Thursday, 6 February 2014

The Scandalous World of Tamara de Lempicka



Chances are you've seen her work somewhere. Maybe on a Christmas card, or framed in a restaurant. Certainly her style is a case of 'once seen, never forgotten'. But you may never have known her name, or anything about her. Until now. Sit back, put your feet up, grab a cocktail and prepare to enter the unusual and fascinating world of Tamara de Lempicka - art's first glamorous star and a woman born way ahead of her time.


"I live life in the margins of society,

and the rules of normal society

don't apply to those

who live on the fringe."



She was born Maria Gorska on May 16th 1898 in Warsaw. Her parents were well off financially but they divorced and the young Maria was raised by her grandmother - a wealthy woman who spoiled her. Maria lived with her in St Petersburg, travelled widely, wore beautiful clothes, enjoyed a Parisian and Swiss education and enough freedom to develop a clear idea of who she wanted to be, what she wanted and the unstoppable self-confidence and determination to get it. 

Tadeusz Lempicki
War broke out in 1914 and soon after, she fell in love with Tadeusz Lempicki -  a handsome lawyer also originally from Warsaw. They married in 1916, when Tamara was already pregnant with their daughter, Kizette. They lived in Russia, but their time there was cut short in 1918, with the October Revolution, and they fled, as refugees, to Copenhagen, London and then Paris. Maria had studied art there as a young girl and now, with the need to earn money increasingly urgent, she took up painting seriously. Her distinctive style - in the fashionable Art Deco tradition - earned her sales, although, until 1925, she signed her works using the masculine form of her name - Lempicki. She became a well known portrait painter and between the wars painted writers, artists, musicians and a host of celebrities and exiled nobility.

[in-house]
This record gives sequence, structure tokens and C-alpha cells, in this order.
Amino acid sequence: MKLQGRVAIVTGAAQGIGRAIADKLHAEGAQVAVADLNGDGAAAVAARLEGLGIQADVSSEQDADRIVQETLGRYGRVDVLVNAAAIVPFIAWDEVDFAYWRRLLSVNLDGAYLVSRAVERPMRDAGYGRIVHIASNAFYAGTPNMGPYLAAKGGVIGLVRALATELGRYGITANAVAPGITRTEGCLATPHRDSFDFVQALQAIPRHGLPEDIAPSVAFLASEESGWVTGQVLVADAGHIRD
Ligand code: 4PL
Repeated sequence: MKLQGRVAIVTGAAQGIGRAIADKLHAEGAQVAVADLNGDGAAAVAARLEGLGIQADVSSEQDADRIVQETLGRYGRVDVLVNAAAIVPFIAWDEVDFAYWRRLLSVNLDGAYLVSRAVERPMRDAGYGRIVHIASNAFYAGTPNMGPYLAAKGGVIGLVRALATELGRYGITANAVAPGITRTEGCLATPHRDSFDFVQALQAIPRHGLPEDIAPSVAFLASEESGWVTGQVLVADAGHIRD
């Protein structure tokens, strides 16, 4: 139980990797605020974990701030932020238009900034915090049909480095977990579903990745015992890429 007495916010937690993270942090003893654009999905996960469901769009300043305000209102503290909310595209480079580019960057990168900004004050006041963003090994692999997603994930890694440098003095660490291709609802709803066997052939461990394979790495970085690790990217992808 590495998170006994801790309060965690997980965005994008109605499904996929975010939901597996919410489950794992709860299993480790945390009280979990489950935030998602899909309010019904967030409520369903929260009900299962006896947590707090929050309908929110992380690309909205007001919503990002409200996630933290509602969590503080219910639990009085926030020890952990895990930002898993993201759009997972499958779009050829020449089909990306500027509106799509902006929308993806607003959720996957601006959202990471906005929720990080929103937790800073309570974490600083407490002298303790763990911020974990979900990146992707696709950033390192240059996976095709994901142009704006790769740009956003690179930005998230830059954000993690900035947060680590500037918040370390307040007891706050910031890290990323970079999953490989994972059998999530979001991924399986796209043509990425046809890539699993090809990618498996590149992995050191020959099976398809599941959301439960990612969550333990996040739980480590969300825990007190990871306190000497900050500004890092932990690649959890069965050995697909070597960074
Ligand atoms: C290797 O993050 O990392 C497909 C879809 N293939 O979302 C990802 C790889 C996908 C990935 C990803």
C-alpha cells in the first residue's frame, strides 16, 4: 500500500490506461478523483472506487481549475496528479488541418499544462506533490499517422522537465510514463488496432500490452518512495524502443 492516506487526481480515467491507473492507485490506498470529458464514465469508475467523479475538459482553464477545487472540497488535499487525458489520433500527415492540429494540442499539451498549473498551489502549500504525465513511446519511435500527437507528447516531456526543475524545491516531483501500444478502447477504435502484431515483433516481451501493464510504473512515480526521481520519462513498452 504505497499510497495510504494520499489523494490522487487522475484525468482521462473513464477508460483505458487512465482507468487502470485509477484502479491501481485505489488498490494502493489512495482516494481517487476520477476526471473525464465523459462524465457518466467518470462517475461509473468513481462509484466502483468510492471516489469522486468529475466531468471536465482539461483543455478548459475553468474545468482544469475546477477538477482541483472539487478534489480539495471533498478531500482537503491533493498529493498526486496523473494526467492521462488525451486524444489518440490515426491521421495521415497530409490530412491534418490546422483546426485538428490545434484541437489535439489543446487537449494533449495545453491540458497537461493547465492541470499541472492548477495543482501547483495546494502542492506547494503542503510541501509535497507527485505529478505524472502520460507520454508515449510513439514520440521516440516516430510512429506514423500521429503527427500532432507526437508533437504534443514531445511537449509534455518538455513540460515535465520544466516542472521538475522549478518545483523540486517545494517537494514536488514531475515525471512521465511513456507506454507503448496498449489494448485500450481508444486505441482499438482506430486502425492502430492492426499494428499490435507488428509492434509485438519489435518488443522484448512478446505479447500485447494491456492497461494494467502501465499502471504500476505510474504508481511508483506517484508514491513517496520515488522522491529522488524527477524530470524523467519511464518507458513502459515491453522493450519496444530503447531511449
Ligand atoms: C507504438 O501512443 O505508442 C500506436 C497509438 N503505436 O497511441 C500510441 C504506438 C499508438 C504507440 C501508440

Kizette
Her first major show, under the patronage of Count Emmanuele Castelbargo, took place in Milan in 1925. To prepare for this, Tamara painted 28 new works within six months, in her distinctive clear, vivid style. Now she mixed in circles including Pablo Picasso, Jean Cocteau and Andre Gide. She discovered and embraced a bohemian lifestyle and indulged her bisexuality in liaisons with Vita Sackville-West, Violet Trefusis and French author, Colette. She also conducted an affair with a night club singer called Suzy Solidor. Her behaviour was anything but discreet and caused major scandals at the time

On one of many notorious occasions, and possibly fuelled by cocaine, she was dancing with an attractive woman in a nightclub. She told her amused audience that she was assessing her as a possible model and began to undress her - in public. She fondled the woman's breasts and pronounced them to be 'round enough'. Then she thrust her hand between the woman's legs. She shook her head, in mock regret. "Too wet," she said. "How is an artist to concentrate?"

In 1925, she painted her self-portrait, Auto-Portrait (Tamara in the Green Bugatti) which has been widely printed, and today represents an iconic image of the whole Art Deco period and style. Tamara frequently painted nudes, injecting eroticism and sensuality into every brushstroke.